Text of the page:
"If you want a career in anything you have to commit the time & training. Acting is no exception." -Veteran Talent Agent & ATC Instructor, Mike Theisen
One of the many things that has always fascinated & excited me about the business of acting is that no two artists’ paths to a fulfilling career are the same. The industry is inherently subjective & therefore difficult, if not impossible, to subscribe a formula to.
While this can be very frustrating for a person who, like myself, enjoys a logical a + b = c mentality, the subjectivity allows every individual the opportunity to create their own path toward a successful career regardless of age, gender identity, ethnicity, upbringing, etc… It is for this reason that I fell in love with acting, or, more broadly, with art in general. There is no exact right answer.
With all of that being said I have found a common denominator that is true for everyone that is pursuing acting as career: Acting is hard. Period. And making a career as an actor is even harder. Much like exceptional athletes, great actors make what they do look easy. If you’ve ever tried to hit a baseball coming at you at 90+ miles per hour, (or any other athletic comparison), you know: it ain’t easy. The same applies to acting.
Exactly like athletes, actors who excel at a high level are:
Incredibly naturally gifted
Have worked extremely hard to get to the place they are at in their careers.
If you are looking for a quick road to fame & fortune… try another industry. In fact, if fame & fortune is your primary goal, it’s probably best to try another industry. If you are fascinated by the art, committed to the craft, & are able/willing to dedicate career hours to it, by all means, give it shot! The greater the challenge the greater the reward, right?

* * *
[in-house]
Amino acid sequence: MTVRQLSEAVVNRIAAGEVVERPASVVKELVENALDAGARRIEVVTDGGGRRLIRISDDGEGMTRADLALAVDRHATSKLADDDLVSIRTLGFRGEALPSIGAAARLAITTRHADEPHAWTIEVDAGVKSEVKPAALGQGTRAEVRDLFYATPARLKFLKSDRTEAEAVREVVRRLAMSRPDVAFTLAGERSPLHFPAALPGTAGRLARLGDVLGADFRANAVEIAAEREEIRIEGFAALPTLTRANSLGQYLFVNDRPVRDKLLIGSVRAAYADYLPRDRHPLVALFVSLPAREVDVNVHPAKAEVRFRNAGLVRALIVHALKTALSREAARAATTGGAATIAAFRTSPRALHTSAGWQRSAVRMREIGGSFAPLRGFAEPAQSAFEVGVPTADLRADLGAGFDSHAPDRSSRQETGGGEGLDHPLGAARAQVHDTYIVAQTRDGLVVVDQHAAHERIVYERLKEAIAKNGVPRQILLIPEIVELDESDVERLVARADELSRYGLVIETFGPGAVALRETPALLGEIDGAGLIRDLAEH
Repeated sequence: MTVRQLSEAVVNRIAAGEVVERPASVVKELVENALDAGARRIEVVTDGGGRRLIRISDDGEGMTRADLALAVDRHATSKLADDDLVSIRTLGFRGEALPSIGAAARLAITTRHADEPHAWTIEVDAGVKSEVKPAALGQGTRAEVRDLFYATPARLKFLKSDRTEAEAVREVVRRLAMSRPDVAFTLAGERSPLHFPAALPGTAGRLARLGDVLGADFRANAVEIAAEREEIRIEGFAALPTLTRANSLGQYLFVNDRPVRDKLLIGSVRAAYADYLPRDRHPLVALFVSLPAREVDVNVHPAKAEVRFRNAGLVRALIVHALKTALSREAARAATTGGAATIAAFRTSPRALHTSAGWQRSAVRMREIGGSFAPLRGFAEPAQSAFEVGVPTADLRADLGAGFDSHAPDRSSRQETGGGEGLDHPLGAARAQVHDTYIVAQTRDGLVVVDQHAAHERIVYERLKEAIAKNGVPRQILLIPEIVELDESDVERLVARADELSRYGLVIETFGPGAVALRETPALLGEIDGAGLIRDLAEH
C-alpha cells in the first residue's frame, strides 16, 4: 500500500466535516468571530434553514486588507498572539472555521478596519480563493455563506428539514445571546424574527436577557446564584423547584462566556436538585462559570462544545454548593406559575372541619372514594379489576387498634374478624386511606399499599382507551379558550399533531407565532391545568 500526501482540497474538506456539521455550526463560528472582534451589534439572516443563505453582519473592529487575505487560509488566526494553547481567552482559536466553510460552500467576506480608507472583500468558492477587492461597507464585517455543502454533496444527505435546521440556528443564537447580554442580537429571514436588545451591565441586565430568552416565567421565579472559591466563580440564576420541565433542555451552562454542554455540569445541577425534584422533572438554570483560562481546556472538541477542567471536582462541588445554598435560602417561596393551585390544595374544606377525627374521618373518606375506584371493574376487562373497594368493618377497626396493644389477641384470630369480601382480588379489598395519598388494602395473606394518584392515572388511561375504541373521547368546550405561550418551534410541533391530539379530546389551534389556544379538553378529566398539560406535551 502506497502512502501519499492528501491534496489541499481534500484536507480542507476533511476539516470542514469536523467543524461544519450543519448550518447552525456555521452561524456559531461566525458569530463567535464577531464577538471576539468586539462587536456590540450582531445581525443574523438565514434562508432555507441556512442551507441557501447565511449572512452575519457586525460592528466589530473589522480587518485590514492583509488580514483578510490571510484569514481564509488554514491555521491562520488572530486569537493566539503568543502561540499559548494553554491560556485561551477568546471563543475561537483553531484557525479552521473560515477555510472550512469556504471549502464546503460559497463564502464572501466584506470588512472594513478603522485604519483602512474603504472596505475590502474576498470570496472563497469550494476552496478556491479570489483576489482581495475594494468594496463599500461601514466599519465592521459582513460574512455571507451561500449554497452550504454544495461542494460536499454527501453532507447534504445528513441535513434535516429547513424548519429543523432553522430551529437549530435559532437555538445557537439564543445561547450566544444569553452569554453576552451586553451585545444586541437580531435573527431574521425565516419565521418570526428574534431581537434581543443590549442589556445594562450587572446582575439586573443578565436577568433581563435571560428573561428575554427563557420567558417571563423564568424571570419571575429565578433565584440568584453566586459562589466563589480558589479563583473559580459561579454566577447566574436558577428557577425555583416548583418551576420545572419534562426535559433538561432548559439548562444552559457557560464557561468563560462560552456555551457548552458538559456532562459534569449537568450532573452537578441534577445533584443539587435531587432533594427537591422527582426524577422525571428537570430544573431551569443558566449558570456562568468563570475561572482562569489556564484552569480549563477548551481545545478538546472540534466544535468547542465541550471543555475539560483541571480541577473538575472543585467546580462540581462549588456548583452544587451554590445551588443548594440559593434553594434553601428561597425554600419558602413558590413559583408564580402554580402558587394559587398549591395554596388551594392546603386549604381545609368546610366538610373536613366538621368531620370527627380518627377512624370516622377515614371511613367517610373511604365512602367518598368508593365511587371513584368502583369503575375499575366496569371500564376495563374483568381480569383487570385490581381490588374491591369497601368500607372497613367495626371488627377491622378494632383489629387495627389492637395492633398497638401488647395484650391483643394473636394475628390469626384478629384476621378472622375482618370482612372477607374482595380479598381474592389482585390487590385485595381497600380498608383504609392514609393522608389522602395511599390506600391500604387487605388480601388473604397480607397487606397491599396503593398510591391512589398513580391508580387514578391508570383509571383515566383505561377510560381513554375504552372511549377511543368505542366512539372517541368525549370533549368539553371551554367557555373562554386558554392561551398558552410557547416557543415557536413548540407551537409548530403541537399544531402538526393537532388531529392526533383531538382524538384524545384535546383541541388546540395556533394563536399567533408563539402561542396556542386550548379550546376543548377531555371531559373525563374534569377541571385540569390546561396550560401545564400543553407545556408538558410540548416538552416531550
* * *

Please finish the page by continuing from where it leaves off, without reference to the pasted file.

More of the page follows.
So, what can one do if they are interested in entering the business? I believe that the most important thing an aspiring actor can do is this: take ownership of the things that you have control of & forget about the rest.
You ARE in control of consistently seeking opportunities to audition & create. You ARE in control of taking care of your instrument (aka, your body, voice, etc…). You ARE in control of how much time you invest into your craft, particularly in preparation & training.
You are NOT in control of booking/landing a role. You are NOT in control of who ultimately sees your work. You are NOT in control of how individuals who see your work receive it. In other words, don’t gauge success on response or results, gauge success on process. Did you put the time, energy, & brainpower into your process to the best of your ability? If you have done that, you have achieved success.
Let’s start with the most basic thing you can do that you are in control of: Do the work. Do the work as much as you possibly can. Earlier I mentioned being able/willing to put in “career” hours. To me that means at least 40 hours a week.
If you want a career in anything you have to commit the time. Acting is no exception.
This can be incredibly difficult to do when you have a full time job, bills to pay, family, etc. Especially when one is starting out, the onus is on the individual to find opportunities to do the work.
I come from a background highly influenced by theatre & I am a firm believer that the theatre is the best venue to develop your craft as an actor. It is certainly not the only venue, but, basically, theatre takes a huge commitment of focused time & energy.